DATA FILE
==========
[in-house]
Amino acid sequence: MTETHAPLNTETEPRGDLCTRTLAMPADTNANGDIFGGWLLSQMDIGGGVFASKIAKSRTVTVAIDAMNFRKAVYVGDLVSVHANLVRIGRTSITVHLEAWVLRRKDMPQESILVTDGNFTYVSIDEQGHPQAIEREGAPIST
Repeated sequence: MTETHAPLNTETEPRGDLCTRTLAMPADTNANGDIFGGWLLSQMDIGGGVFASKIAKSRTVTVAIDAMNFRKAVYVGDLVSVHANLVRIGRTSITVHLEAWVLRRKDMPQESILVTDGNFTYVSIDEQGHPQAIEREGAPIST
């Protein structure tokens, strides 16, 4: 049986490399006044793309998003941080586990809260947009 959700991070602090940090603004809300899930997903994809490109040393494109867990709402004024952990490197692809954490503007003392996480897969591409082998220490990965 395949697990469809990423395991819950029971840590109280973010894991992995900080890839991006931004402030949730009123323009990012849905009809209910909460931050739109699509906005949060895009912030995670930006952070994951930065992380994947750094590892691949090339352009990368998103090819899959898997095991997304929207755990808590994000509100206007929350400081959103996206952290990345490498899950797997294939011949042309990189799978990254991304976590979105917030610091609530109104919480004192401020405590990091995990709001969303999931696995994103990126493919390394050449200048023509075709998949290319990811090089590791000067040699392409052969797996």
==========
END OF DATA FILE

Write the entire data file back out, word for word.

[in-house]
Amino acid sequence: MTETHAPLNTETEPRGDLCTRTLAMPADTNANGDIFGGWLLSQMDIGGGVFASKIAKSRTVTVAIDAMNFRKAVYVGDLVSVHANLVRIGRTSITVHLEAWVLRRKDMPQESILVTDGNFTYVSIDEQGHPQAIEREGAPIST
Repeated sequence: MTETHAPLNTETEPRGDLCTRTLAMPADTNANGDIFGGWLLSQMDIGGGVFASKIAKSRTVTVAIDAMNFRKAVYVGDLVSVHANLVRIGRTSITVHLEAWVLRRKDMPQESILVTDGNFTYVSIDEQGHPQAIEREGAPIST
């Protein structure tokens, strides 16, 4: 049986490399006044793309998003941080586990809260947009 959700991070602090940090603004809300899930997903994809490109040393494109867990709402004024952990490197692809954490503007003392996480897969591409082998220490990965 395949697990469809990423395991819950029971840590109280973010894991992995900080890839991006931004402030949730009123323009990012849905009809209910909460931050739109699509906005949060895009912030995670930006952070994951930065992380994947750094590892691949090339352009990368998103090819899959898997095991997304929207755990808590994000509100206007929350400081959103996206952290990345490498899950797997294939011949042309990189799978990254991304976590979105917030610091609530109104919480004192401020405590990091995990709001969303999931696995994103990126493919390394050449200048023509075709998949290319990811090089590791000067040699392409052969797996």